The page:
The Common Swift Apus apus:
how much longer before it's added to the Korean list?
Nial Moores, Birds Korea, February 16 2004

Although the Common Swift Apus apus breeds across much of Europe and Asia, east as far as northern China's Hebei Province (being locally numerous in Beijing for example), there are very surprisingly as yet no confirmed records of the species in either neighboring Deomcratic People's Republic of Korea/North Korea (not being listed in Tomek, 1999) or in South Korea (not being listed in Lee, Koo and Park [2000], or in subsequent unofficial checklists).

Pacific Swifts (May). Photo © KIM Hyun tae.

Common Swifts (July). Photo © Ulrich TIGGES.

This is especially surprising considering both the increased reporting of extralimital species such as Himalayan Swiftlet Collocalia brevirostris and House Swift Apus affinis in South Korea, and also the proven vagrancy of the region's Pacific Swift Apus pacificus on several occasions to Europe! The lack of confirmed records, however, belies its likely status here. There have already been several recent observations of suspected Common Swift in South Korea - mostly in late autumn along the south coast, with for example the first noted on Gageo Island on October 1st, 2001 (NM); a second in Busan on November 12th, 2002 (NM); and 3 together also on Gageo Island, on October 7th, 2003 (Mathias Ritschard et al, in lit.). They were identified as putative Common Swift simply on the basis of appearing all-dark above during prolonged views, but as they were all viewed at moderate distance, separation from the obvious confusion species Pacific Swift (otherwise known, rather confusingly as Northern White-rumped or Fork-tailed Swift) could not be confirmed - not to the level necessary for claiming a national first record.

The Pacific Swift is the only regular and locally common swift species on the Korean peninsula, summering primarily on offshore islands in both the Yellow Sea and the East Sea/Sea of Japan, and much less regularly inland (nesting inland in Northeastern DPRK, for example). As a migrant, records span February through until October (occasionally inland, but largely coastally) with the majority passing through in August and early September (with one peak count of 690 south through Busan, on September 14th, 2003 [pers obs]). Most of these migrant and nesting Pacific Swift stay high-up, or fly and feed along cliffs of coastal stacks and islets, rarely offering good, close views. On many occasions, the white rump-band can therefore appear obscured or even absent, until birds move significantly closer. Structurally too, both Pacific and Common Swift can appear confusingly similar (despite the former being said to be “more fork-tailed”) - even when viewed in direct comparison (as at Beidaihe in May 1992, when mixed flocks of both species were seen on several occasions: pers obs).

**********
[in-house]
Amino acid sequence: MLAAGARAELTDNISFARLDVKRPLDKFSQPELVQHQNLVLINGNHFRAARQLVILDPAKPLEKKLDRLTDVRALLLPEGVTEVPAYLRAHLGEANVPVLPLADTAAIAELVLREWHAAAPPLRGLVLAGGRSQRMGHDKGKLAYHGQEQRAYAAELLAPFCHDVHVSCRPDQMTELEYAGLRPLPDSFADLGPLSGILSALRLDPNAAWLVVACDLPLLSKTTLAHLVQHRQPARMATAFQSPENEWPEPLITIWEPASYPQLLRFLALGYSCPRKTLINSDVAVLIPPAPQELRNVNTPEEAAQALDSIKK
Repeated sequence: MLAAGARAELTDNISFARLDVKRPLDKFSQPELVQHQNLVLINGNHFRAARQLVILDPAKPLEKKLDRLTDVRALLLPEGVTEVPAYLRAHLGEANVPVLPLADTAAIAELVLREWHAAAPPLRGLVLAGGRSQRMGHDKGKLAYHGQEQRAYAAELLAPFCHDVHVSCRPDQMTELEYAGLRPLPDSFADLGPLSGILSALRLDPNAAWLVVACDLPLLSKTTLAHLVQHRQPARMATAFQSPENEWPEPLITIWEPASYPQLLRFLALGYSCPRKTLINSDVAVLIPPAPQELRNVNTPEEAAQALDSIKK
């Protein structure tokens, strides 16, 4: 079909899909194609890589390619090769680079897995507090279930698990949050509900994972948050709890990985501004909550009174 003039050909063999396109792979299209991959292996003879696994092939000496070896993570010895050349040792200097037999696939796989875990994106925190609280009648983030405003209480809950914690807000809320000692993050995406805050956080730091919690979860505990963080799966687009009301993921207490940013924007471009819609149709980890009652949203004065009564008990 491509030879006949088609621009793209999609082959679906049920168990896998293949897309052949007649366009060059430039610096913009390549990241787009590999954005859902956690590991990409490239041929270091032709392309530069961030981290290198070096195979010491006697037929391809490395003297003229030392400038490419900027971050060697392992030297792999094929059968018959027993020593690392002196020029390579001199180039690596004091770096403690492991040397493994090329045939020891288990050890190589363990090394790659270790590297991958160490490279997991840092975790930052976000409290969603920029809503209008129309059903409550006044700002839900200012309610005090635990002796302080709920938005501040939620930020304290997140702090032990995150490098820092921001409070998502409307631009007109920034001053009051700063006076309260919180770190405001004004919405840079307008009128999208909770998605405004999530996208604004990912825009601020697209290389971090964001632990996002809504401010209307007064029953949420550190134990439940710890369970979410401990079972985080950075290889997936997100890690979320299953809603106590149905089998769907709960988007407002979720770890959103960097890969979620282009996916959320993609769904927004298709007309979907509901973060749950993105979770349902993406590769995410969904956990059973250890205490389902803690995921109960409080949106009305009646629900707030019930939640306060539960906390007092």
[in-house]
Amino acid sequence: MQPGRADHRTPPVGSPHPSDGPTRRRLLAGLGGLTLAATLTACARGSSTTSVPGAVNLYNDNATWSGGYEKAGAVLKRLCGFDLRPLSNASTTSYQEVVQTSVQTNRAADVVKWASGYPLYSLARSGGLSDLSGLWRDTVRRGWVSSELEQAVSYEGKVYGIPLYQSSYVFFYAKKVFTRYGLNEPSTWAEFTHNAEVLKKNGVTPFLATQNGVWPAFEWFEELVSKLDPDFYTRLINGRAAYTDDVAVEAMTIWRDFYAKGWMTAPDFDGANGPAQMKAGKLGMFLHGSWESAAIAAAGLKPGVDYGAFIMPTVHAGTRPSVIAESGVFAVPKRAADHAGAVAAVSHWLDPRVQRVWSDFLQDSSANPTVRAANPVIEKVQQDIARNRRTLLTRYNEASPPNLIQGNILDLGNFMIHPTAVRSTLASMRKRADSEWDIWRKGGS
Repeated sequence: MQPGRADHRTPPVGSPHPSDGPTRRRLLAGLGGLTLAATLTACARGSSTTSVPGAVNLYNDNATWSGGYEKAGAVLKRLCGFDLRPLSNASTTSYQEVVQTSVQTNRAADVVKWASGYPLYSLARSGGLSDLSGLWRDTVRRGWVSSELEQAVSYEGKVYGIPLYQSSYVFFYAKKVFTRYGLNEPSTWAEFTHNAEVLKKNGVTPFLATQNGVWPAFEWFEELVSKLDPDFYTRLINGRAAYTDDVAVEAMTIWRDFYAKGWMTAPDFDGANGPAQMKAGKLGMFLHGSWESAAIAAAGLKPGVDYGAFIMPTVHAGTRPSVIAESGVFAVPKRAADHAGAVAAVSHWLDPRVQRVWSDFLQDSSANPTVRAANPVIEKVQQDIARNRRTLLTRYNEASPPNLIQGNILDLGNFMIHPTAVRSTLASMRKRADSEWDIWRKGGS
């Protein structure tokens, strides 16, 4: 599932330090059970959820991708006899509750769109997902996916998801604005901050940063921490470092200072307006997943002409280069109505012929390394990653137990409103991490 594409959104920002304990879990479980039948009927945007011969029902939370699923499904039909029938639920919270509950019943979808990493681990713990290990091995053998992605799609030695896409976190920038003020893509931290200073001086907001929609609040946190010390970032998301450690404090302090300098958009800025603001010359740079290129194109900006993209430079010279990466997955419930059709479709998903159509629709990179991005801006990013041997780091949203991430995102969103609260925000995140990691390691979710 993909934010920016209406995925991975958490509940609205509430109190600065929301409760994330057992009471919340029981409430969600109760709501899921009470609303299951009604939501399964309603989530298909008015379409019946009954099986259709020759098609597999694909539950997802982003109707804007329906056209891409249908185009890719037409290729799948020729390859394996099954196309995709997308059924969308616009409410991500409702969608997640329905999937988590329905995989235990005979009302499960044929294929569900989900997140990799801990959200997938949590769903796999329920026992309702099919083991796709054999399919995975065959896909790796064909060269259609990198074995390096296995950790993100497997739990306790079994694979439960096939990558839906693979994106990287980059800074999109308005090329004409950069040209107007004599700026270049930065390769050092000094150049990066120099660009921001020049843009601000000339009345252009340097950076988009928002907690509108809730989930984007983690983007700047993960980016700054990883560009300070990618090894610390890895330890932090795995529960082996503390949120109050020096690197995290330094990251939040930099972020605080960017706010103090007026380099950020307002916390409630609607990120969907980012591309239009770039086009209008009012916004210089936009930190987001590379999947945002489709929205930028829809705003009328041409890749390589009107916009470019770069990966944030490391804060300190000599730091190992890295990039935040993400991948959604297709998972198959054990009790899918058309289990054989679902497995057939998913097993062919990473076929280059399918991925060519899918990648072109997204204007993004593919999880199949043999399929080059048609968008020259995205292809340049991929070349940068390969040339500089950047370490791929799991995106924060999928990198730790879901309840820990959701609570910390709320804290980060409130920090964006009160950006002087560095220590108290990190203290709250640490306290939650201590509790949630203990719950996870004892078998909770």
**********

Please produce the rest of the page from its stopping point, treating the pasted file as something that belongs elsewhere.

Considering the difficulties of confident identification of birds all too often seen only briefly and in silhouette, it seems likely that South Korea's first acceptable record of Common Swift will need to be based on prolonged, close views either at a favored hilltop watch point, or more likely on a remote offshore island, where plumage details can be comprehensively described, and perhaps even photographed.

Might this be one of South Korea's "2004 new birds" - as a spring overshoot on Socheong, or in line with recent claims, in late autumn on Hong Island, one of 2003's leading rarity hotspots?


  • Lee, W-S, Koo, T-H & J-Y Park, 2000. A Field Guide To The Birds of Korea. LG Evergreen Foundation.
  • Tomek, T. 1999. The birds of North Korea. Non-passeriformes. Acta zool. Cracov. 42 (1): 1-217.

This short note came about in response to a request from Ulrich Tigges, editor of the virtual magazine "APUSlife", for information on the status of Common Swift in Korea.

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